- The proponents of improved security through centralized data often ignore the fact that while they *think* the users do not have any data on their endpoint, they can leverage things like Client Drive Mapping through TS/VDI, email forwarding, Dropbox like Cloud storage solutions, Evernote/OneNote, etc as a means of get data out of the central secured corporate environment and onto a platform where the end user can access it. Therefore, by *assuming* you have data security because it's centralized, you're simply living a lie. Pundits would say "You could just use firewall/proxy blocking, web filtering software, Systems Management Agents, DLP agents, and this and that ad naseum" and to those people I'll just say "Good luck with that and let me know how that works out for you" ;) Not surprisingly the people advocating this approach probably work for one of the vendors of said "security" software/hardware.
2. Live data
Live data refers to data stored on some form of medium whereby the system that would access that data is currently powered on. Given the scenario that we're talking about a VDI or TS desktop that is powered on with a user connected to it, then everything on the C: drive of that system as well as anything that system has access to on the network becomes Live Data. The data is called live because even if you have a whole disk encryption solution active on the disk volume that system is using, the data must be live unencrypted in order for the operating system to access it. There are ways of having separate data encryption that protects file systems after the operating system is booted, but again once I decrypt the data volume to read or write data to it, then the data becomes live data and can be compromised by anyone who controls my operating system. Compromise of live data security is the biggest information security risk that we face today.
The data loss that happens from the "data at rest" scenario above is just due to people doing stupid things like not putting whole disk encryption on their laptops. When it comes to live data security compromises, it becomes a much more difficult thing to protect against. Look at any of the recent high profile compromises in recent years and they are all being identified as an "Advanced Persistent Threat" or APT. APT isn't a new concept necessarily, it's simply a new term to describe a high level of sophistication of attacks.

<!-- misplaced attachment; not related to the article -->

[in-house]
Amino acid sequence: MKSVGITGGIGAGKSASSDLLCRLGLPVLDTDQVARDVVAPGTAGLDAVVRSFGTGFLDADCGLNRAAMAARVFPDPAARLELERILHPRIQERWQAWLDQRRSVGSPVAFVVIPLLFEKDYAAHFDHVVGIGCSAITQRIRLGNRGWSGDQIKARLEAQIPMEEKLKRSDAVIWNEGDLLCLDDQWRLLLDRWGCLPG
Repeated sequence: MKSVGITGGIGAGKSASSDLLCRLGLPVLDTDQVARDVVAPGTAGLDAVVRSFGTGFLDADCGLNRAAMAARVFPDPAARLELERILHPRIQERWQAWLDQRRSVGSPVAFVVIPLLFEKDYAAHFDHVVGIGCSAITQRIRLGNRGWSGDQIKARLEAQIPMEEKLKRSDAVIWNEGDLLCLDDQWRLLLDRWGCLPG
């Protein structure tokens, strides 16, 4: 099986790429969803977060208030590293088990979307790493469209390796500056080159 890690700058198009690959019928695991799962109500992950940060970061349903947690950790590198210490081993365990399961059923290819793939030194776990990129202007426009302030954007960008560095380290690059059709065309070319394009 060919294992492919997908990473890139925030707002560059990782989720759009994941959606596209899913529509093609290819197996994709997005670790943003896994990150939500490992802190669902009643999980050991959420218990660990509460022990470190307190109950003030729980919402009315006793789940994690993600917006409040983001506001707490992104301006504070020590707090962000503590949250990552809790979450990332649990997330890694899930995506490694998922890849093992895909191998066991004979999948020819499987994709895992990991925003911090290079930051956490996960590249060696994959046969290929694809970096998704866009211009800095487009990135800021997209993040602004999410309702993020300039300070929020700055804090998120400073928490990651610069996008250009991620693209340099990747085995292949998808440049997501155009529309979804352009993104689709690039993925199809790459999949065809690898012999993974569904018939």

Years ago, the biggest threat that the virus/malware companies were protecting us against were things like Internet worms, mass mailers, trojans, etc. There's still tons of that going on today, but the A/V companies have a good handle on this for the most part. If, however, you are a financial services firm, a Government Defense contractor, etc you have something more valuable than a bunch of zombie PCs. You have data that worth a lot of money to thieves, competitors or even foreign nation states. Live data compromise is without a doubt the biggest information security risk we face today. Deploying VDI/TS in your own data center, doesn't provide any innate benefit that addresses this particular threat. A Windows PC can be compromised in a data center just as easily as it can be compromised in the field.
At best, VDI/TS provides additional places where security *may* be able to be improved. But again, centralizing the data doesn't bring those benefits. Only after applying several defense in depth measures will you reach any higher level of detection/response capabilities. Let me very clear too that all these measures do is provide detection/response. They don't prevent the security risk, they only help you assess and respond faster.
Check out part 2 of this article where I'll discuss what benefits VDI/TS does provide